Opprest nature sleeps:
This rest might yet have balm’d thy broken senses,
Which stand in hard cure. William Shakespeare, King Lear.
So it stands; and this I fear at last,
Hume’s knavery will be the dutchess’ wreck. William Shakespeare, H. VI.
Our company assembled, I said, My dear friends, let us know ourselves, and how it standeth with us. Francis Bacon.
Gardiner was made king’s solicitor, and the patent, formerly granted to Saint-John, stood revoked. Edward Hyde.
Why stand we longer shivering under fears? John Milton.
As things now stand with us, we have no power to do good after that illustrious manner our Saviour did. Edmund Calamy, Serm.
The broil doubtful long stood,
As two spent swimmers that do cling together,
And choke their art. William Shakespeare.
I in thy persevering shall rejoice,
And all the blest stand fast. John Milton.
I stand in need of one whose glories may
Redeem my crimes, ally me to his fame. Dryden.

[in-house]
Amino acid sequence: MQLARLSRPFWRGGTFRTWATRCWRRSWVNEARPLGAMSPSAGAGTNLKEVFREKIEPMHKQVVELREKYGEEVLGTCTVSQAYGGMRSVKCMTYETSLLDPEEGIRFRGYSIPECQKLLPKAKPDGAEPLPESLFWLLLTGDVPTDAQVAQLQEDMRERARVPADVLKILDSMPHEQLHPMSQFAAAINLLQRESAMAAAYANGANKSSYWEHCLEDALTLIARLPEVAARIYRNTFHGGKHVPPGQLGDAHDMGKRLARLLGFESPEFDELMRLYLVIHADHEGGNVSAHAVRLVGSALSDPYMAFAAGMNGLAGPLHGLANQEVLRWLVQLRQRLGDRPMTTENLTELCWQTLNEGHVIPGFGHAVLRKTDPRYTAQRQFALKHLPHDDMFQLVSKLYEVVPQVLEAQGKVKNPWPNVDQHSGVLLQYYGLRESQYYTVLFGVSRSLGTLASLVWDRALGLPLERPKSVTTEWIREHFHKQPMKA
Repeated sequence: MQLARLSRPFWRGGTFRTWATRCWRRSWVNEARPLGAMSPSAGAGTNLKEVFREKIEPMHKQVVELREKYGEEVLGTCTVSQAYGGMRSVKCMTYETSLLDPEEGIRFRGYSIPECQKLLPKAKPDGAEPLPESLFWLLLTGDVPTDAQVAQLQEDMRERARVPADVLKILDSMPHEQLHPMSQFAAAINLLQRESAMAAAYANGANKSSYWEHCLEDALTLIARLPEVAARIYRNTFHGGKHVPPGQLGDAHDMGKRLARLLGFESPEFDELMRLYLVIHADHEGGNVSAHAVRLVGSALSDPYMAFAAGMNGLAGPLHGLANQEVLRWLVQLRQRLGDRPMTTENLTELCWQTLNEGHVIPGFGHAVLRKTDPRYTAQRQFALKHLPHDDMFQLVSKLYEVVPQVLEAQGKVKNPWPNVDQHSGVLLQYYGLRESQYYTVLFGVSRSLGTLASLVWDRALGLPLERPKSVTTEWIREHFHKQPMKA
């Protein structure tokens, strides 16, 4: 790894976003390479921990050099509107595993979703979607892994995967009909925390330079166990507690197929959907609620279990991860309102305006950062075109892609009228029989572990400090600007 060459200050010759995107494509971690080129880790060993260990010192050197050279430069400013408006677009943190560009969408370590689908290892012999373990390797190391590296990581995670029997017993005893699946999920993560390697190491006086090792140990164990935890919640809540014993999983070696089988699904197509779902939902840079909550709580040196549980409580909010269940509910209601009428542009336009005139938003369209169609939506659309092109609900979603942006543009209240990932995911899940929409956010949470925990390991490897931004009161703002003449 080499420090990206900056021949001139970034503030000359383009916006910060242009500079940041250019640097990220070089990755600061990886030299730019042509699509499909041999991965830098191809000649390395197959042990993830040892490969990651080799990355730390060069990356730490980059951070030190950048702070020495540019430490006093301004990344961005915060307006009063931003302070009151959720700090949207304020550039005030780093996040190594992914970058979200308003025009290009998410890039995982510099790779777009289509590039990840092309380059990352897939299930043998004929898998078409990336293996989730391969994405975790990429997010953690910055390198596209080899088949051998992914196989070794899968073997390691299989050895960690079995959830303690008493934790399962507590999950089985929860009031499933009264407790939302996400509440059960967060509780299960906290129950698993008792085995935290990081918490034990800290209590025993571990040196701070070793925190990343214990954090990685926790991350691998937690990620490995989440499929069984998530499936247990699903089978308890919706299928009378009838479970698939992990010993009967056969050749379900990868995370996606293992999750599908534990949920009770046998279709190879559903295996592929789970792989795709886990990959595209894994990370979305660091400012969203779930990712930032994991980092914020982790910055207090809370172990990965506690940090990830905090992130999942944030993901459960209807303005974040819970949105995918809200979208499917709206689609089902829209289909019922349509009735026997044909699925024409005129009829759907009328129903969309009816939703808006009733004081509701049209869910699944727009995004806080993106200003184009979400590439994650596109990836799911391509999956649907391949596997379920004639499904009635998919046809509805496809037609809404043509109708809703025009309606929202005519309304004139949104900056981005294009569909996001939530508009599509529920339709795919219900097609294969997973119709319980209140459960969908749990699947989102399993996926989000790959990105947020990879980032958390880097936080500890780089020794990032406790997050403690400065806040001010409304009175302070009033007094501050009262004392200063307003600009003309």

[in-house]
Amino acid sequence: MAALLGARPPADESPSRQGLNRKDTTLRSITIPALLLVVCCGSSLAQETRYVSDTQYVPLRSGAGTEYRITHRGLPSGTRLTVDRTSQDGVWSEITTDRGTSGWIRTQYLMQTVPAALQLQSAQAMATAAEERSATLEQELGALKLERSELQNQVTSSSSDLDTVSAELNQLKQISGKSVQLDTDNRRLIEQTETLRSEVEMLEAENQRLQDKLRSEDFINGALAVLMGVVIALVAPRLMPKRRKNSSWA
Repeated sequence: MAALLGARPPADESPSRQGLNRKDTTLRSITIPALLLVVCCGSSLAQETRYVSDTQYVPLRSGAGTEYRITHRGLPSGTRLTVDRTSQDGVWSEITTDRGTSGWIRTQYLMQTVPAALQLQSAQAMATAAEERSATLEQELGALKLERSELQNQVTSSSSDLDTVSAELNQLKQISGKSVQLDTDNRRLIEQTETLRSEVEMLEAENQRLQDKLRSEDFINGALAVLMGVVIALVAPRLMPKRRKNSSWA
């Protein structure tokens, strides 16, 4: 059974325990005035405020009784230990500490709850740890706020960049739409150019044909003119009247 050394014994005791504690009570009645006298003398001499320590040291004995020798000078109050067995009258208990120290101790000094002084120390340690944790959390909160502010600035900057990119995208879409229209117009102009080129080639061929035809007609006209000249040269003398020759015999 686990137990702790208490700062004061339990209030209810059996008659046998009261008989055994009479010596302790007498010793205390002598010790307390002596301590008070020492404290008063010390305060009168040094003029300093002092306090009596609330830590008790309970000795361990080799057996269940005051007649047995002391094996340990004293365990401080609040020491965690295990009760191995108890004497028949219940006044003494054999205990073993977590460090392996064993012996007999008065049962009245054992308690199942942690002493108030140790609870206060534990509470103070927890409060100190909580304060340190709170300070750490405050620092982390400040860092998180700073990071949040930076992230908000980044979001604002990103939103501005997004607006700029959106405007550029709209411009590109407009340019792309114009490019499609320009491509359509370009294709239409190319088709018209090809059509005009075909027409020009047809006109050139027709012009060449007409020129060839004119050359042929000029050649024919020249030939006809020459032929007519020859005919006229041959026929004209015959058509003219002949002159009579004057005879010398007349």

Here stood he in the dark, his sharp sword out,
Mumbling of wicked charms, conj’ring the moon
To stand’s auspicious mistress. William Shakespeare, King Lear.
An utter unsuitableness disobedience has to the relation which man necessarily stands in towards his Maker. South.
This reply standeth all by conjectures. John Whitgift.
The presbyterians of the kirk, less forward to declare their opinion in the former point, stand upon the latter only. Robert Sanderson.
He that will know, must by the connexion of the proofs see the truth and the ground it stands on. John Locke.
Stand in awe and sin not: commune with your own heart upon your bed, and be still. Psal. iv. 4.
I desire to be present, and change my voice, for I stand in doubt of you. Gal. iv. 20.
Readers, by whose judgment I would stand or fall, would not be such as are acquainted only with the French and Italian criticks. Joseph Addison, Spectator.
Not to consider in what case thou stand’st
Further than he is Cæsar. William Shakespeare, Ant. and Cleopatra.
To heav’n I do appeal,
I have lov’d my king and common-weal;
As for my wife, I know not how it stands. William Shakespeare, Henry VI.
The cause must be presumed as good on our part as on theirs, till it be decided who have stood for the truth, and who for errour. Richard Hooker.
Shall we sound him?
I think, he will stand very strong with us. William Shakespeare.
Who will rise up or stand up for me against the workers of iniquity? Psalm xciv. 16.